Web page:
It didn’t take long to understand the reason for Dad’s lifelong passion for this club. It wasn’t players, or the success–but the identity of a unifying group, purely Liverpudlian and purely out to love life. As I stood in the stands among a crowd of 30,000 Scousers singing and swaying together, I felt I did not belong–as if I did not even have a right to be there. Sure, I had been a fan of this team since birth, cheering from the other side of the world. But that did not stand for anything. The people in the crowd had passion for their lives, for silly things like football games. Real passion–the kind of spirit that sings songs, stands and shouts, wears red and links arms with total strangers. The kind that does not need success to be justified–just the thought of being alive and experiencing something great and exciting.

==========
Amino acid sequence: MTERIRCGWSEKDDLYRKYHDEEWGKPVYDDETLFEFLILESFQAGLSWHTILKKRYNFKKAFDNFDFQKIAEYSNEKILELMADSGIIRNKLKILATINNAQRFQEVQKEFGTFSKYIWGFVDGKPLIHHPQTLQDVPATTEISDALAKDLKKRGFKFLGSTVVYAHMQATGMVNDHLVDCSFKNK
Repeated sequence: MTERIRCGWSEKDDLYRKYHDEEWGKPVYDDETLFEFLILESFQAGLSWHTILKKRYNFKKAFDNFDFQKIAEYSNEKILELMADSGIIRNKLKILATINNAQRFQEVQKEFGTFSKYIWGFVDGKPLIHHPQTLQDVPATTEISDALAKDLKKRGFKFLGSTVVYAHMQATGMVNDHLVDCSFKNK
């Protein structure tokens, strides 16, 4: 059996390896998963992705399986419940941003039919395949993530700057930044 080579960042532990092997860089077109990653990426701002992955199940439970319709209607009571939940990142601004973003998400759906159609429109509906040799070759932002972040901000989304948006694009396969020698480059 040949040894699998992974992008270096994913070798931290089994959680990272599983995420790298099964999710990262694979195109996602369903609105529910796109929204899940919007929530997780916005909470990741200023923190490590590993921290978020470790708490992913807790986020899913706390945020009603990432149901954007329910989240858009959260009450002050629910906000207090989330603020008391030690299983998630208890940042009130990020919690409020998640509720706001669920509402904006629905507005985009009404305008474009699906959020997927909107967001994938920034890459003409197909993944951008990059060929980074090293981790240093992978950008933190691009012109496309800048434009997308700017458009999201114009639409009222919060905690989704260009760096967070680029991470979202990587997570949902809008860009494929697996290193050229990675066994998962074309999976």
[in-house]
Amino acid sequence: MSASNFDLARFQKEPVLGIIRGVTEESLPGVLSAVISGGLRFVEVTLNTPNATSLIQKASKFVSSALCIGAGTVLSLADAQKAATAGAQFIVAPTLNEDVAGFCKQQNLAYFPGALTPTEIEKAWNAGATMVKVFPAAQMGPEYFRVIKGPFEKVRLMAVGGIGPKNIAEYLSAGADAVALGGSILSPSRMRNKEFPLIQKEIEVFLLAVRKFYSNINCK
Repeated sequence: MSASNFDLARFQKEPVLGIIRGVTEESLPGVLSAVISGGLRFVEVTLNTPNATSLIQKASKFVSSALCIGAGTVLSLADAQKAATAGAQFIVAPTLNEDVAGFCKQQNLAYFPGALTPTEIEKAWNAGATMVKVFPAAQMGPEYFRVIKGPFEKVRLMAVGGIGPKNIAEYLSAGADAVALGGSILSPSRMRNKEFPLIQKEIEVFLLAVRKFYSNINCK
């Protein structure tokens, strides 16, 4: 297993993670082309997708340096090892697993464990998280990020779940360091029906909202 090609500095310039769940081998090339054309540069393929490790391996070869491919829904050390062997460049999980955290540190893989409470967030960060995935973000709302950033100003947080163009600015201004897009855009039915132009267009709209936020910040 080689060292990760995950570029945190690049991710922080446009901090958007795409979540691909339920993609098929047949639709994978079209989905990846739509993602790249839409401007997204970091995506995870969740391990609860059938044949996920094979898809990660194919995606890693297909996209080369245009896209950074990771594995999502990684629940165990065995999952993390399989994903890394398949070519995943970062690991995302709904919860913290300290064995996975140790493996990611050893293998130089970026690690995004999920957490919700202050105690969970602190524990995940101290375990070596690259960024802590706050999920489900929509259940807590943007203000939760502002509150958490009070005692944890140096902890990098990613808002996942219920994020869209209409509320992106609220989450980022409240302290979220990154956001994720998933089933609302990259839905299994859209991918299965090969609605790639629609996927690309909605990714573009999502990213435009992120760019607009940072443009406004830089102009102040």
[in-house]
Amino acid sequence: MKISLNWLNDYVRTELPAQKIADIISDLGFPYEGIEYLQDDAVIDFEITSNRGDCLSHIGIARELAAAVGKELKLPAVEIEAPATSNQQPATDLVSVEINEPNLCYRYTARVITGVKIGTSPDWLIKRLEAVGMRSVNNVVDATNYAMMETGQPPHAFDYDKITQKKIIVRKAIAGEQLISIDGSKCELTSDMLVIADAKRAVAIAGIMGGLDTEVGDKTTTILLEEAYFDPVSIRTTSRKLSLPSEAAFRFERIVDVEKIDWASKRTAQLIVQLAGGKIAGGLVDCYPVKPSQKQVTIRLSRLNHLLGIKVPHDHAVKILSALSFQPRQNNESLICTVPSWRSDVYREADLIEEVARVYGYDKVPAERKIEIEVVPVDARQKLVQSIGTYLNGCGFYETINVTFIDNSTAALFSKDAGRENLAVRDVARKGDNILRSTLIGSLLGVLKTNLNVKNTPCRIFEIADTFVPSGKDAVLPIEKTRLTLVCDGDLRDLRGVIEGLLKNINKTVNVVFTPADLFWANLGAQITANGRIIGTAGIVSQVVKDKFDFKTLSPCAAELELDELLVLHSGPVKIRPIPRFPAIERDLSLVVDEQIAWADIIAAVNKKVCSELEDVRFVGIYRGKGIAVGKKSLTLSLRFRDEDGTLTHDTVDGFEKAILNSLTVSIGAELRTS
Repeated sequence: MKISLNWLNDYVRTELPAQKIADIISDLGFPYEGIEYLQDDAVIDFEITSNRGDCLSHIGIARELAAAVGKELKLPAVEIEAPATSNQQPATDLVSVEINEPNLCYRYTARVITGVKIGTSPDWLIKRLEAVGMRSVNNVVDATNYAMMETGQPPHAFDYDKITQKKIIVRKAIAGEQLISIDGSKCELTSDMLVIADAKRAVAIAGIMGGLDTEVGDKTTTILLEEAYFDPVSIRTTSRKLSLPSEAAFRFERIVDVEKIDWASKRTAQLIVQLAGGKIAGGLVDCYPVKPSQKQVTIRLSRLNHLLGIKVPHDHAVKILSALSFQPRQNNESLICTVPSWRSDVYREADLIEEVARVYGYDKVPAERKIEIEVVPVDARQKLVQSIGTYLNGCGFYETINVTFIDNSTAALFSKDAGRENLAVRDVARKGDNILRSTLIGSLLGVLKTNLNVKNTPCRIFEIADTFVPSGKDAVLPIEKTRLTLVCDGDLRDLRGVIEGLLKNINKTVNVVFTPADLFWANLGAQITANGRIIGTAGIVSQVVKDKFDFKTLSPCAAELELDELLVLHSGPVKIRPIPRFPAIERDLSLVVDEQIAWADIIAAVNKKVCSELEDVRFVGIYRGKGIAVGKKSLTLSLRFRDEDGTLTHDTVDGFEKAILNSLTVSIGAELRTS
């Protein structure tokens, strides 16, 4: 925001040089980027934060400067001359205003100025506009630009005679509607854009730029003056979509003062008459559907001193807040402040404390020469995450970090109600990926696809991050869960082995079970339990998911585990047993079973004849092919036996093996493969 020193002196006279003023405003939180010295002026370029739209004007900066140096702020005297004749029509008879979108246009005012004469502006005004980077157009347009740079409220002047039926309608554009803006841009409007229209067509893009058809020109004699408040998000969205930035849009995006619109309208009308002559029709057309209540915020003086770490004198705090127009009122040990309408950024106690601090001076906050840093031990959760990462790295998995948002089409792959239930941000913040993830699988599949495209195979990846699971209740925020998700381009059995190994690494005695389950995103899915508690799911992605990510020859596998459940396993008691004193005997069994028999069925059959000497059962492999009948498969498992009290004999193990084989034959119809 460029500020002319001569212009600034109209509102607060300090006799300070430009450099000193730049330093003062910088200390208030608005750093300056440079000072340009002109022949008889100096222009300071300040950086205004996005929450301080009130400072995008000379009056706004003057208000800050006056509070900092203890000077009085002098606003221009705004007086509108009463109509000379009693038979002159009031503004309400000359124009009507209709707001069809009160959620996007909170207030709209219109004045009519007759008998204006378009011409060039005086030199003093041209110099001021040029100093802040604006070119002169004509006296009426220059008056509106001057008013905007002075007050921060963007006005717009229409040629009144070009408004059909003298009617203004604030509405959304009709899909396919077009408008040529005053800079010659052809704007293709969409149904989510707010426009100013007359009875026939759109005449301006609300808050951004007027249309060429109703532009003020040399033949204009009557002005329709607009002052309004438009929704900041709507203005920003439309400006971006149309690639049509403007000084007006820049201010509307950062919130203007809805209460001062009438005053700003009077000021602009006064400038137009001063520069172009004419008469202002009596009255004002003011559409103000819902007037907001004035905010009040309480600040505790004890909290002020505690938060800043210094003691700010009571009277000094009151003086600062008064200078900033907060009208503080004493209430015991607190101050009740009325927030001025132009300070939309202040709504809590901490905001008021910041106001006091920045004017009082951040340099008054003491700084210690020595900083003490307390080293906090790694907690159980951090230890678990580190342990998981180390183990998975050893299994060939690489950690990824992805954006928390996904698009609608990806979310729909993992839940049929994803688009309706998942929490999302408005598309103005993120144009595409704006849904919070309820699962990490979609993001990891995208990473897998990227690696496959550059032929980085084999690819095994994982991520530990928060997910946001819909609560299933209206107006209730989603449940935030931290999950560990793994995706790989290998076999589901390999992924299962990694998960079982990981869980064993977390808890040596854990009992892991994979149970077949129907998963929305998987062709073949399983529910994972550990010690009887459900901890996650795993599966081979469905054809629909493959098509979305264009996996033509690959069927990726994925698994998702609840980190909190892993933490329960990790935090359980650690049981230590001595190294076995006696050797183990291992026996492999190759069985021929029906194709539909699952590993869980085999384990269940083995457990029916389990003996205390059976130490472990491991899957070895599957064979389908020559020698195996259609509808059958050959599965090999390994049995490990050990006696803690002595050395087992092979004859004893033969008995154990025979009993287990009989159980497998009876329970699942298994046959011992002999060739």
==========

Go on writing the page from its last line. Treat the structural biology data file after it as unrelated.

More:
I have never felt that much passion for anything.
It was all very strange without Dad there. It would have made for a great father-son moment. But here I am, shoulder to shoulder with people I have never seen before and will never see again, taking my Dad’s place among the crowd. Without him, I feel a little nervous and self-conscious at first. After all, if I open my mouth, I give myself away as a Yank, and I do not want a crowd of fans staring at me and asking questions. With each sway and song, however, and with each shout and cheer from the crowd, I grow more comfortable. Before it’s over I am part of the crowd, painting the old stadium a brilliant red and announcing the action with a large and loud shout.
As we trudged out after the match, the man next to me–a balding, ruddy-faced giant who said nothing during the entire game–turned to me, broke into one of the biggest, toothless grins I’ve ever seen and said “Well, what did ya think of that, Yank?”
I thought it was bloody great.